28 05 | 2014

GNU/Linux graphic sessions: allowing computer suspend and disabling a monitor

Written by Tanguy

Classified in : Homepage, Debian, Command line, To remember

Allowing computer suspend

Major desktop environments such as Xfce or KDE have a built-in computer suspend feature, but when you use a lighter alternative, things are a bit more complicated, because basically: only root can suspend the computer. Possible solutions include:

  • using sudo to allow members of a given group to run a suspend command, e.g. pm-suspend as root;
  • using a D-Bus UPower thingy, which communicates with a running daemon upowerd:
    $ dbus-send --system --print-reply \
                --dest='org.freedesktop.UPower' \
                /org/freedesktop/UPower org.freedesktop.UPower.Suspend
            

With recent updates of the related Debian packages — no idea of which one exactly — the latter solution may not work any more, in which case it will only return the following error:

Error org.freedesktop.UPower.GeneralError: not authorized

It appears that this error is linked to ConsoleKit, a part of all this modern *Kit gizmo pile. If you are in this case, try prefixing your session launcher with the undocumented dark magic call ck-launch-session. For instance, this is what I have in my .xsession to launch my window manager i3:

exec ck-launch-session i3

Note: I do not know what ck-launch-session does exactly, why it is needed, and I do not want to know. To me, all that WhatsitKit pile is just some opaque, under-documented — as in: no man page — crap, that no one but their author really understand, designed to solve theoretical problems no one really cares about — like: how to allow locally connected users to use the sound card while forbidding it to remote users — while creating new issues such as this one. This stuff is too complex and under-documented for me to dive into it, so if it does not work out of the box, it is just some crap that gets in my way to using my computer as I wish.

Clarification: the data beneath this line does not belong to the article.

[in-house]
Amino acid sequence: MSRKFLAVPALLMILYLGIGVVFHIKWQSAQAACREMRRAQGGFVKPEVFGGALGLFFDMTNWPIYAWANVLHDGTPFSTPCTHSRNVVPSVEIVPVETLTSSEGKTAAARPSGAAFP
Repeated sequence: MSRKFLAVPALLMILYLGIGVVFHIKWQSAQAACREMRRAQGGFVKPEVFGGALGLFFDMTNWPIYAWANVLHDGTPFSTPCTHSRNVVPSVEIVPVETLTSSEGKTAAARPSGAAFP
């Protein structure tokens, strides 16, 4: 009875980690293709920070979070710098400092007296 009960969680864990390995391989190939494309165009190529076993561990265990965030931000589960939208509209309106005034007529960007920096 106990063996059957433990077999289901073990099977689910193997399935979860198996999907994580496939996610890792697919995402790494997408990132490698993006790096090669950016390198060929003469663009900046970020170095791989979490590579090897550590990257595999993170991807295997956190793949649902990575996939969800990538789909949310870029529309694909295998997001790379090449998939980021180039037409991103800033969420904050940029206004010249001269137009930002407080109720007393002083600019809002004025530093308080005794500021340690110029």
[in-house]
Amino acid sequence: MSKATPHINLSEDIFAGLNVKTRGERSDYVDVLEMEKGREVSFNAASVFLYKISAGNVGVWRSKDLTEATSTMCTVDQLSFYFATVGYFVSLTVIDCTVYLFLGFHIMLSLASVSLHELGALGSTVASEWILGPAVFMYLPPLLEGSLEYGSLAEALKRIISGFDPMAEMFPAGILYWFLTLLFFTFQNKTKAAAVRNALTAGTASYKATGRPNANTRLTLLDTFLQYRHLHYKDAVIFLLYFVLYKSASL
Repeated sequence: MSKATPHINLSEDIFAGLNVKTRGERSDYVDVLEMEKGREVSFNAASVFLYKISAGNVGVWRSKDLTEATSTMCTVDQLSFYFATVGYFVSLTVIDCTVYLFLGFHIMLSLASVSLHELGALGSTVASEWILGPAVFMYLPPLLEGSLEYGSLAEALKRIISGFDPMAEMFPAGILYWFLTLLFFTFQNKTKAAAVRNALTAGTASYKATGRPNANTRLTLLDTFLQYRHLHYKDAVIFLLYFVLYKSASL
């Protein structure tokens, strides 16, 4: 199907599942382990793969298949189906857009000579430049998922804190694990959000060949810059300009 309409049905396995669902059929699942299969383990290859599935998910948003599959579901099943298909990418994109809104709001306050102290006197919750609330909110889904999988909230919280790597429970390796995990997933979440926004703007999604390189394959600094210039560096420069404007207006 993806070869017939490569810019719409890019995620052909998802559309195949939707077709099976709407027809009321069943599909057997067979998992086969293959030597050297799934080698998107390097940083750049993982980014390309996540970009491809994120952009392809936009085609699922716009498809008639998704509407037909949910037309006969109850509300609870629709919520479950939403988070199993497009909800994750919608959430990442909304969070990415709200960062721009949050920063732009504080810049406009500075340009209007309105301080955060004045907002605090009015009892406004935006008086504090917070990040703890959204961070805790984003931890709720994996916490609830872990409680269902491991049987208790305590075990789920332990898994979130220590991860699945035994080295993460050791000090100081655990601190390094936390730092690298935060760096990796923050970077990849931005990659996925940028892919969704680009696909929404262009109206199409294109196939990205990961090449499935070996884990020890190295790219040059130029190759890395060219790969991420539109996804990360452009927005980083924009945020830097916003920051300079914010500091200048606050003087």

Disabling a monitor

In some configurations, you have two monitors and want to disable one. For instance, in addition to my LCD monitor, I have a projector which I only use for movies. According to xorg.conf's man page, it can be disabled this way:

Section "Device"
    Identifier  "Internal graphic card"
    Option      "Monitor-DVI"   "LCD Monitor"
    Option      "Monitor-VGA"   "Projector"
EndSection

Section "Monitor"
    Identifier  "LCD Monitor"
EndSection

Section "Monitor"
    Identifier  "Projector"
    Option      "Enable"    "false"
EndSection

Except that does not work, because contrary to what the man page says the real option to use is not Enable but Disable! So here is the correct configuration to disable that monitor at start-up:

Section "Device"
    Identifier  "Internal graphic card"
    Option      "Monitor-DVI"   "LCD Monitor"
    Option      "Monitor-VGA"   "Projector"
EndSection

Section "Monitor"
    Identifier  "LCD Monitor"
EndSection

Section "Monitor"
    Identifier  "Projector"
    Option      "Disable"   "true"
EndSection

Note: yes, I will send a bug report with a patch against xorg.conf's man page.

7 comments

wednesday 28 may 2014 à 14:04 hugo said : #1

ConsoleKit is not longer maintained and many people consider it deprecated. It is (or will be) replaced by logind, at least on systems using systemd.

wednesday 28 may 2014 à 14:15 Tanguy said : #2

@hugo : Great, one piece of complex crap replaced by another one. systemd being persona non-grata on systems I manage, I guess I will turn to using sudo, which has the advantage of being understandable (although it has a really lousy man page).

wednesday 28 may 2014 à 16:16 hugo said : #3

Create /etc/polkit-1/rules.d/suspend.rules with content

polkit.addRule(function(action, subject) {
if (action.id == "org.freedesktop.upower.suspend")
return polkit.Result.YES;
});


Then every user can suspend the system with the dbus-call you mentioned. The polkit-manpage http://www.freedesktop.org/software/polkit/docs/latest/polkit.8.html contains more information on how to write these rules (e.g. to restrict it to certain users or groups). If you don't want a login manager like ConsoleKit or logind, that's probably the best way to go.

wednesday 28 may 2014 à 16:26 Tanguy said : #4

@hugo : Thanks! It would be more appropriate to allow it only to users members of the powerdev group though, so I would have to add this I guess:

polkit.addRule(function(action, subject) {
if (action.id == "org.freedesktop.upower.suspend"
&& subject.isInGroup("powerdev"))
return polkit.Result.YES;
});

friday 30 may 2014 à 01:44 ManuelPG said : #5

Thanks for the info on consolekit! I recently ran into an issue with that, and couldn't find out by myself that on can explicitly invoke ck-launch-session to solve it. I certainly agree that this kind of things are painfully underdocumented.

monday 02 june 2014 à 17:56 noname said : #6

You can turn off monitor with xrandr, I put in ~/.xsession

$ xrandr --output VGA1 --off

check your projector name with xrandr, mine is VGA1

monday 02 june 2014 à 18:09 Tanguy said : #7

@noname : But that way, with a command instead of real configuration, is not as satisfying. Also, it is for a single user, and I prefer all my static configuration to be done globally, and it will not apply to a desktop manager but only to the user session.

Write a comment

What is the second letter of the word jxxku? : 

Archives